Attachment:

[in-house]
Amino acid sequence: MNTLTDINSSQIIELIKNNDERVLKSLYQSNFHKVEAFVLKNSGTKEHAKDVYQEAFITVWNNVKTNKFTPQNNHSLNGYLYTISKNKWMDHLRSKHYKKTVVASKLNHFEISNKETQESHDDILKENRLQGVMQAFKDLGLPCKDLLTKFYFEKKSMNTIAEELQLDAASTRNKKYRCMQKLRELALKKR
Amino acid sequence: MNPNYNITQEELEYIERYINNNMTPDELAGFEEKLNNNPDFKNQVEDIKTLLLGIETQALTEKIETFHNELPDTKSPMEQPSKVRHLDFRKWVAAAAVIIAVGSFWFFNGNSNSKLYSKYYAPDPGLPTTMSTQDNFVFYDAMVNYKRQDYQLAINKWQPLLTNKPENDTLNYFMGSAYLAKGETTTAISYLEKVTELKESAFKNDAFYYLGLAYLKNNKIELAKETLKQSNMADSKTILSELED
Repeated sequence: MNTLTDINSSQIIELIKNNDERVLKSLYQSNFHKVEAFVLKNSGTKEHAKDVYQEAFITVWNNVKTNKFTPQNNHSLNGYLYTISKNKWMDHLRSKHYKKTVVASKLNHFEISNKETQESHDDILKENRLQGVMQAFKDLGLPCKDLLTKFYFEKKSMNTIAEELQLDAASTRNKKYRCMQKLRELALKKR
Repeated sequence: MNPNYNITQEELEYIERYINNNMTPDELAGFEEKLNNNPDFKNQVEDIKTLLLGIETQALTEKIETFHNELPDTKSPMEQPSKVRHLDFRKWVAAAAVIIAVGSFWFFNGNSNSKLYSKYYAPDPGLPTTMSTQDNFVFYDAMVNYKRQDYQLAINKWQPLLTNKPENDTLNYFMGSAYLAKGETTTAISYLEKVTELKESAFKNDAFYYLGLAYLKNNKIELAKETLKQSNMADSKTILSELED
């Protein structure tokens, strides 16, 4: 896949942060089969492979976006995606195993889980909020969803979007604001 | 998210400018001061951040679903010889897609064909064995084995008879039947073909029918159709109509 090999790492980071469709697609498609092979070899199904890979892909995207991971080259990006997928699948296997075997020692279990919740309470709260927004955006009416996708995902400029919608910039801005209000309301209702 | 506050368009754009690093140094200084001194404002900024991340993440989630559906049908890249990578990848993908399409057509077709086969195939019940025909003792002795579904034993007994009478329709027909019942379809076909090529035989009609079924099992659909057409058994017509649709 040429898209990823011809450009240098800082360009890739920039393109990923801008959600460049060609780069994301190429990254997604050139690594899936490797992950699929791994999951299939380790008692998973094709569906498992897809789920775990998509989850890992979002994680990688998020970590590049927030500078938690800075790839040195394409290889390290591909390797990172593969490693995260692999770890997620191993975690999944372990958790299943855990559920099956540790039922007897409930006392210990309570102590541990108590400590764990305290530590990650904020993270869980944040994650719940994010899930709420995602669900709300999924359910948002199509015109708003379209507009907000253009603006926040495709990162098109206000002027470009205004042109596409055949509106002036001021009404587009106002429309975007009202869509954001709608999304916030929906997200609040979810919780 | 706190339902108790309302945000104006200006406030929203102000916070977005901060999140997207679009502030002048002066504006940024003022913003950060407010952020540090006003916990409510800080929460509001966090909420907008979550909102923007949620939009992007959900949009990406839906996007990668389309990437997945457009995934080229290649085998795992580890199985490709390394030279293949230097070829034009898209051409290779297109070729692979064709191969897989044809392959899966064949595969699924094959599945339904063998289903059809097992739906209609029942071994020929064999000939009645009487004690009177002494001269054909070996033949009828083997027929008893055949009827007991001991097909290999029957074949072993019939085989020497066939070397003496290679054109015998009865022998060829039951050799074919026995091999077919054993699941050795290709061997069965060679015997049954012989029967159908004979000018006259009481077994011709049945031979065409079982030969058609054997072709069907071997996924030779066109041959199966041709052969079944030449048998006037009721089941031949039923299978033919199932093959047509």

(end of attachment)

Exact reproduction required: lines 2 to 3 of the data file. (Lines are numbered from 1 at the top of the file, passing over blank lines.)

Amino acid sequence: MNTLTDINSSQIIELIKNNDERVLKSLYQSNFHKVEAFVLKNSGTKEHAKDVYQEAFITVWNNVKTNKFTPQNNHSLNGYLYTISKNKWMDHLRSKHYKKTVVASKLNHFEISNKETQESHDDILKENRLQGVMQAFKDLGLPCKDLLTKFYFEKKSMNTIAEELQLDAASTRNKKYRCMQKLRELALKKR
Amino acid sequence: MNPNYNITQEELEYIERYINNNMTPDELAGFEEKLNNNPDFKNQVEDIKTLLLGIETQALTEKIETFHNELPDTKSPMEQPSKVRHLDFRKWVAAAAVIIAVGSFWFFNGNSNSKLYSKYYAPDPGLPTTMSTQDNFVFYDAMVNYKRQDYQLAINKWQPLLTNKPENDTLNYFMGSAYLAKGETTTAISYLEKVTELKESAFKNDAFYYLGLAYLKNNKIELAKETLKQSNMADSKTILSELED